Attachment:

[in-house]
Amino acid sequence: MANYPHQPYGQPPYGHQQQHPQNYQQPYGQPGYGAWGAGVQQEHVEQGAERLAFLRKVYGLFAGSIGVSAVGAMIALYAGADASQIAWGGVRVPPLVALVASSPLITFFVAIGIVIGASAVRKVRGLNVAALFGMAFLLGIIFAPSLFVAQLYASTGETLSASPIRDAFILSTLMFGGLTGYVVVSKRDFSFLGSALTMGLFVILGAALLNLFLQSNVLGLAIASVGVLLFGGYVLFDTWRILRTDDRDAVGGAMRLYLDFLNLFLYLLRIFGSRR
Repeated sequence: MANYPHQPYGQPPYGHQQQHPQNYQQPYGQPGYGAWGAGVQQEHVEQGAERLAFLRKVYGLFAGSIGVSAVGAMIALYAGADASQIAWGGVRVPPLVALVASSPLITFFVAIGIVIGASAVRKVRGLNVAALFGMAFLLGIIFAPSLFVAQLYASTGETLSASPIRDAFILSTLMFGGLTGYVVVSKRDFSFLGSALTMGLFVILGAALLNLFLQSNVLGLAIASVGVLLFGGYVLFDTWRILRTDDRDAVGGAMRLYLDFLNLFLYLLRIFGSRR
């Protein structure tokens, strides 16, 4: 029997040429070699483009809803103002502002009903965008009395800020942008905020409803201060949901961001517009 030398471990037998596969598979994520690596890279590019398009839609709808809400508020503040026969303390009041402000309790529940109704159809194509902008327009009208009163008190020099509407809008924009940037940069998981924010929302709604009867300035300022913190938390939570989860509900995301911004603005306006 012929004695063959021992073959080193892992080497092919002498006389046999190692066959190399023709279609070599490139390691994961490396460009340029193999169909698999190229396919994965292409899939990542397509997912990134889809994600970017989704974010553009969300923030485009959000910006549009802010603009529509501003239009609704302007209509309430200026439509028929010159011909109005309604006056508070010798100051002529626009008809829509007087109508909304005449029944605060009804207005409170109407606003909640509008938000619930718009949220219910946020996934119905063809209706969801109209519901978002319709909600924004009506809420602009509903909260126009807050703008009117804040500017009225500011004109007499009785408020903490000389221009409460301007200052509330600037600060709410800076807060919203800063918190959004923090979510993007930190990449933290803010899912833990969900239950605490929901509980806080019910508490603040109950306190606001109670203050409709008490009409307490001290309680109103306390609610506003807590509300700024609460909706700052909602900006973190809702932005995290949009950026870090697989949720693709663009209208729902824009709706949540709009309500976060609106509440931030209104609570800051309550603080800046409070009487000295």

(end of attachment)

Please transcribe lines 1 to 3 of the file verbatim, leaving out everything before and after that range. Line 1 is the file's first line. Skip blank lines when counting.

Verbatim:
[in-house]
Amino acid sequence: MANYPHQPYGQPPYGHQQQHPQNYQQPYGQPGYGAWGAGVQQEHVEQGAERLAFLRKVYGLFAGSIGVSAVGAMIALYAGADASQIAWGGVRVPPLVALVASSPLITFFVAIGIVIGASAVRKVRGLNVAALFGMAFLLGIIFAPSLFVAQLYASTGETLSASPIRDAFILSTLMFGGLTGYVVVSKRDFSFLGSALTMGLFVILGAALLNLFLQSNVLGLAIASVGVLLFGGYVLFDTWRILRTDDRDAVGGAMRLYLDFLNLFLYLLRIFGSRR
Repeated sequence: MANYPHQPYGQPPYGHQQQHPQNYQQPYGQPGYGAWGAGVQQEHVEQGAERLAFLRKVYGLFAGSIGVSAVGAMIALYAGADASQIAWGGVRVPPLVALVASSPLITFFVAIGIVIGASAVRKVRGLNVAALFGMAFLLGIIFAPSLFVAQLYASTGETLSASPIRDAFILSTLMFGGLTGYVVVSKRDFSFLGSALTMGLFVILGAALLNLFLQSNVLGLAIASVGVLLFGGYVLFDTWRILRTDDRDAVGGAMRLYLDFLNLFLYLLRIFGSRR